Tuesday was the hottest day ever since global record keeping began in 1979, breaking just the previous day’s record high.
The global surface temperature hit 17.18 degrees Celsius (62.92 degrees Fahrenheit) on Tuesday, up from 17.01 degrees Celsius (62.61 degrees Fahrenheit) on Monday, according to data collected by the U.S. National Centers for Environmental Prediction. The previous record, of 16.92 degrees Celsius, was set in 2016.
We’ve rounded up insight on why we could see more record-breaking warmer days ahead.
- Robert Rohde, a scientist with Berkeley Earth, noted that the combination of El Niño — a climate pattern referring to the unusual warming of the surface temperature of the eastern Pacific Ocean — and global warming might well lead to even hotter days over the next six weeks. Data sets that let researchers go back further than 1979 suggest that July 3 “was warmer than any point since instrumental measurements began, and probably for a long time before that as well,” Rohde tweeted.
- When the last major El Niño event occurred in 2016, the world recorded its hottest year ever. The phenomenon also triggers extreme flooding and droughts. — The Guardian
- In the U.K., June was the hottest month in recorded history. The average temperature last month was 15.8 degrees Celsius (60.4 degrees Fahrenheit), an increase of nearly one degree Celsius over the previous joint record of the highest average June temperature in 1940 and 1976. — BBC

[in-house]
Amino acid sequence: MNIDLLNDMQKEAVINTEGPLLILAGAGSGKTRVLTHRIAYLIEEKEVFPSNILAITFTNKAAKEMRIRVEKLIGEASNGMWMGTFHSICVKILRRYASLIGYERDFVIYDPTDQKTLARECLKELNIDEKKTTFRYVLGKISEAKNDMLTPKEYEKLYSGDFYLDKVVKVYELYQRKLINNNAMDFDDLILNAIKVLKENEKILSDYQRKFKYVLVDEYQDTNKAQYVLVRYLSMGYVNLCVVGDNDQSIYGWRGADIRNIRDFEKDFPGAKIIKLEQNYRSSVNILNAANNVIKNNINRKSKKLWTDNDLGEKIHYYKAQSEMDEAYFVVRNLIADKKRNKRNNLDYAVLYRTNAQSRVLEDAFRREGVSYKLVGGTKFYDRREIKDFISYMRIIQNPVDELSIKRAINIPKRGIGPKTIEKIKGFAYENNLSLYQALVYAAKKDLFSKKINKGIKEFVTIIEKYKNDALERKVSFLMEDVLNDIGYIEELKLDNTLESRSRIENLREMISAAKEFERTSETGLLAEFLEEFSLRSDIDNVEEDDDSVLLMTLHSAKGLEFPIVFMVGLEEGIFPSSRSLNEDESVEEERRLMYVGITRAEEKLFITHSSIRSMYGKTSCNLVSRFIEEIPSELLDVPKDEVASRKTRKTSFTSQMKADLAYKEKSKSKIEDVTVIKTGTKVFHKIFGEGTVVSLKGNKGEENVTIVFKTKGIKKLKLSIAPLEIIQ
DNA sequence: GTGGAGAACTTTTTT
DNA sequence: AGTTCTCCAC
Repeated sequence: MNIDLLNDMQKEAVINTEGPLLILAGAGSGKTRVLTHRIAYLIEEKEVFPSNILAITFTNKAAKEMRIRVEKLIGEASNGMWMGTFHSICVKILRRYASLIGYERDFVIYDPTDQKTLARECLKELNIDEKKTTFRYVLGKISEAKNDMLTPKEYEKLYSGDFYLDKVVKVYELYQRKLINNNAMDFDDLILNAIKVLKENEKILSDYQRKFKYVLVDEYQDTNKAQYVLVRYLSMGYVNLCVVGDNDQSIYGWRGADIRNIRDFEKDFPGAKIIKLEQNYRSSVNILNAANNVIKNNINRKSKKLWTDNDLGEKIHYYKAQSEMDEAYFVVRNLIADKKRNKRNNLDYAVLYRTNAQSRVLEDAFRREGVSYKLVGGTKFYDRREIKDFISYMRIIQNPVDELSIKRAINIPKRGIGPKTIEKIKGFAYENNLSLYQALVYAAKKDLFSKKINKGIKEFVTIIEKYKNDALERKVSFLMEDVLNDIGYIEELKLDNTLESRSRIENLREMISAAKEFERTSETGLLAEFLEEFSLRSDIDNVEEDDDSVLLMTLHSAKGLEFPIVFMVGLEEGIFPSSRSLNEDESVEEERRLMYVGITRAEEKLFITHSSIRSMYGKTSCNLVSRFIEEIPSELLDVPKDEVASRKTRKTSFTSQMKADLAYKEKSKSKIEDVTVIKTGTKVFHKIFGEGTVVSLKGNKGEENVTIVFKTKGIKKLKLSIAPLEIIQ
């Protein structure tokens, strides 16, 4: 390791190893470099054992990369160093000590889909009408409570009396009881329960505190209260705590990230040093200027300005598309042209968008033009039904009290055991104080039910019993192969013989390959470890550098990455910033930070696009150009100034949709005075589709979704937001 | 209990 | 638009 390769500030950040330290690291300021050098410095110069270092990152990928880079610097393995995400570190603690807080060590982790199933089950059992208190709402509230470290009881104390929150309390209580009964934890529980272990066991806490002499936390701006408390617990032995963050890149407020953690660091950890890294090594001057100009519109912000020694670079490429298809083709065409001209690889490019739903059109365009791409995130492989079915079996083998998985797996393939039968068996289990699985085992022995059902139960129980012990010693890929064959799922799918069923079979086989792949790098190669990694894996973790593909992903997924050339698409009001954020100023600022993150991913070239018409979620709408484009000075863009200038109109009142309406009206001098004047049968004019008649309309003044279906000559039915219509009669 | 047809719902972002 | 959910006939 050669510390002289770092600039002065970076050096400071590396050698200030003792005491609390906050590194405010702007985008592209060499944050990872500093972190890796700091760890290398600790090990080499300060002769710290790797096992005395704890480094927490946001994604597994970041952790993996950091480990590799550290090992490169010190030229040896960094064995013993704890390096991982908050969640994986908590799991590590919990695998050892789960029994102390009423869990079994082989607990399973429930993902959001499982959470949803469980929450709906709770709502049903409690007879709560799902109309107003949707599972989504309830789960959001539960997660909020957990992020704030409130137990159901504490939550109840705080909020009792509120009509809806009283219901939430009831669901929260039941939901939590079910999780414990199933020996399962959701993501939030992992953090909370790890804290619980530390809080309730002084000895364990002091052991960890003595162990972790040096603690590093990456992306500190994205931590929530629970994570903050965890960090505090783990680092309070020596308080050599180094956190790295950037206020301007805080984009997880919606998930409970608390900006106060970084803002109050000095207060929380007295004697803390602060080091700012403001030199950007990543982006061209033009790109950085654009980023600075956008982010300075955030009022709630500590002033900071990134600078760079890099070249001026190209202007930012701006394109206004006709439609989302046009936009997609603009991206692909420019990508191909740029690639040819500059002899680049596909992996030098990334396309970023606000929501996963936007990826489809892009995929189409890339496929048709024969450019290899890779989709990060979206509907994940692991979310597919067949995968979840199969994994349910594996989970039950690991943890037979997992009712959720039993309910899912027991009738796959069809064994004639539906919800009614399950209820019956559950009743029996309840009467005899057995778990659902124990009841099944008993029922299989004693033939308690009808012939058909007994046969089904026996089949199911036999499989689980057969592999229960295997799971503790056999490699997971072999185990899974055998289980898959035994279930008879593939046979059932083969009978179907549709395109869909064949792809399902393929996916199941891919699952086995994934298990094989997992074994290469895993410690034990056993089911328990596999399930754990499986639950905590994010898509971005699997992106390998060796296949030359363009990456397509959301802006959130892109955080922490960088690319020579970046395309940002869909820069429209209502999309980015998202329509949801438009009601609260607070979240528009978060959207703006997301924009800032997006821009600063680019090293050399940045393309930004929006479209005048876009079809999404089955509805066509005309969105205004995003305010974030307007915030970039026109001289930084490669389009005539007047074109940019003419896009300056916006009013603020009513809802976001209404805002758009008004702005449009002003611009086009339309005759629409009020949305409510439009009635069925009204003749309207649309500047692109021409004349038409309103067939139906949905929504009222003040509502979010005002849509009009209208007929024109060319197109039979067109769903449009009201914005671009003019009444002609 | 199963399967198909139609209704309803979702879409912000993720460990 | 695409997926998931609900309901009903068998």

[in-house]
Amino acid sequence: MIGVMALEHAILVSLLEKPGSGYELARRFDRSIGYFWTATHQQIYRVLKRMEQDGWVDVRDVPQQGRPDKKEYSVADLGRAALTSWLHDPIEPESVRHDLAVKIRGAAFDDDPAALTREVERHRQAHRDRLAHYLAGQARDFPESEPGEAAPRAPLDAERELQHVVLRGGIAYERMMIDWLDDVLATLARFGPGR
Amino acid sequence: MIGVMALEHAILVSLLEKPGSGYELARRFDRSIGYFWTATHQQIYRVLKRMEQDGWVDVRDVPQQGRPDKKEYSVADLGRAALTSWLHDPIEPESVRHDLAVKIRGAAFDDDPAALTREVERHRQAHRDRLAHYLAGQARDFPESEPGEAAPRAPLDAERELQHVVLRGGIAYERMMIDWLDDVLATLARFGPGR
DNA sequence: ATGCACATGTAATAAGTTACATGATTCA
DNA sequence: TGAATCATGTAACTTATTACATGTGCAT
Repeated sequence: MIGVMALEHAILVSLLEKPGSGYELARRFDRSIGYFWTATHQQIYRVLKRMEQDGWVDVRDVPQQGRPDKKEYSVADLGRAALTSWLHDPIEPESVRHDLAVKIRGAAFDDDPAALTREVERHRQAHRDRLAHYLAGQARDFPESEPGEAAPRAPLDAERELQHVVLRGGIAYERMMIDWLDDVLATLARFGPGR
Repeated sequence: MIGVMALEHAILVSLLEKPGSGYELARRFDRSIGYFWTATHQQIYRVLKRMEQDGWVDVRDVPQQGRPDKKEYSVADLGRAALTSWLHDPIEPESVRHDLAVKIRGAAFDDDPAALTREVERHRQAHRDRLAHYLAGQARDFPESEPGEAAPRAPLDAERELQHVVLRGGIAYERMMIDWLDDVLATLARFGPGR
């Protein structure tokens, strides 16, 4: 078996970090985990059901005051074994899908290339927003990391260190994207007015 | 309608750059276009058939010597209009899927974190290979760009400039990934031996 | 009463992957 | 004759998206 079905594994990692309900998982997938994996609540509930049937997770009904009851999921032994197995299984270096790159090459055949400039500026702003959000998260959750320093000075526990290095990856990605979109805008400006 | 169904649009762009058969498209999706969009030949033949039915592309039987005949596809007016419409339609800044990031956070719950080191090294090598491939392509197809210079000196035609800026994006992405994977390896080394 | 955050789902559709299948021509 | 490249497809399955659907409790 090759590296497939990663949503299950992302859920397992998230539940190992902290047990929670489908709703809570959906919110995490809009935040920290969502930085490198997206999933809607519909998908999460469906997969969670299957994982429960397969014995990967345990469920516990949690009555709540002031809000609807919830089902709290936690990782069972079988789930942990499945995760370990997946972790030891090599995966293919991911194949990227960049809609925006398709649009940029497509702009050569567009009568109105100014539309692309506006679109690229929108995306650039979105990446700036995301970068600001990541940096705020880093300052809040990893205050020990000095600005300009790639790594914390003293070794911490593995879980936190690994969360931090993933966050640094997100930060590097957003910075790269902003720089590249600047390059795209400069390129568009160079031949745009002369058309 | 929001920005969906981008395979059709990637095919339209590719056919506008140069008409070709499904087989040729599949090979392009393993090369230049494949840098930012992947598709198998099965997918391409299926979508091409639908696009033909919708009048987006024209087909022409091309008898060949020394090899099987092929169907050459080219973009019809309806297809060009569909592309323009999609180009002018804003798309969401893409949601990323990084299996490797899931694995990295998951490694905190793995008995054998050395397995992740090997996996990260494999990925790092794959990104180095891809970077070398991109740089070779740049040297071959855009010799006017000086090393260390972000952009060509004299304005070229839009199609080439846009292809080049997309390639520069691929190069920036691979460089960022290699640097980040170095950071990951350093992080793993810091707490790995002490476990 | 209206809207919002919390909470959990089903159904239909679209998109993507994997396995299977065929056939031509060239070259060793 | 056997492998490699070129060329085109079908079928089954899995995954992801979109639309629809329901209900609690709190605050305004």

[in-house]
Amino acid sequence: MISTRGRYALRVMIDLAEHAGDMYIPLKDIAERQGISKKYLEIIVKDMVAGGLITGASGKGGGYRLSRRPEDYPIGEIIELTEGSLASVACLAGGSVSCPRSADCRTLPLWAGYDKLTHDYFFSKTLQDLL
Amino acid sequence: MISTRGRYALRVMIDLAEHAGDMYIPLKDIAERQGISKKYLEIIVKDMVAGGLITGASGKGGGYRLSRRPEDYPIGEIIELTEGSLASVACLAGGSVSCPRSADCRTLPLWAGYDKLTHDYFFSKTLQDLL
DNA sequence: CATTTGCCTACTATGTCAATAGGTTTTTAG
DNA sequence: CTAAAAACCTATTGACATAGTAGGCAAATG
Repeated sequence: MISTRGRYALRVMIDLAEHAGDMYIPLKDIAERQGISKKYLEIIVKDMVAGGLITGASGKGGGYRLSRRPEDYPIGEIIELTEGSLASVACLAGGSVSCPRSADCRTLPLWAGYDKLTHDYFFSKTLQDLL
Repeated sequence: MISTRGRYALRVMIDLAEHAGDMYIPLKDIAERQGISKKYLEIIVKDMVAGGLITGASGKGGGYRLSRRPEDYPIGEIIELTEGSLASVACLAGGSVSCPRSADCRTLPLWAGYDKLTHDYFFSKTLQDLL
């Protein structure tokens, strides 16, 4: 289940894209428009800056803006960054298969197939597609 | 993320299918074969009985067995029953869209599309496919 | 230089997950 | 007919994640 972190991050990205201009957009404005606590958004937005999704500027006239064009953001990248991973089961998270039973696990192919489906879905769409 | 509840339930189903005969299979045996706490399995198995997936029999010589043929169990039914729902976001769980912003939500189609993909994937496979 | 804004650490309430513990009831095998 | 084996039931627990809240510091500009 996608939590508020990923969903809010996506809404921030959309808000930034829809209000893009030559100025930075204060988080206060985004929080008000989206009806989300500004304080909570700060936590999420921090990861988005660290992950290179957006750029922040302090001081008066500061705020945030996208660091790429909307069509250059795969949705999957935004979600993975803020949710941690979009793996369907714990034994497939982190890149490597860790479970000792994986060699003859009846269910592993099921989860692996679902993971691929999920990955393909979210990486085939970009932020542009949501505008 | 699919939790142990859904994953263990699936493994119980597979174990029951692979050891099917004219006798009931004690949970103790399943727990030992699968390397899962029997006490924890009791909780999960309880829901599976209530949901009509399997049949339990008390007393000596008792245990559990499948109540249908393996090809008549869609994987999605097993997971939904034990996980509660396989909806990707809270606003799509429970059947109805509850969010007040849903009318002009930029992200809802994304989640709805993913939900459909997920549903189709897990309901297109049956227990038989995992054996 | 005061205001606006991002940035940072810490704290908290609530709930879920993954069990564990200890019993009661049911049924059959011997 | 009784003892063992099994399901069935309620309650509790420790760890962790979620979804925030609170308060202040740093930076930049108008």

While announcing the onset of El Niño, World Meteorological Organization Secretary-General Petteri Taalas said the weather pattern “will greatly increase the likelihood of breaking temperature records and triggering more extreme heat in many parts of the world and in the ocean.”
Parts of the U.S., Mexico, and the Middle East have been gripped by extreme temperatures for weeks.
Hundreds of Muslims completing the Hajj pilgrimage were killed by soaring temperatures, and thousands were treated for heat stress. In the southern U.S., the heat has killed dozens and added extra stress to Texas’s power grid, which is struggling under air conditioning demand.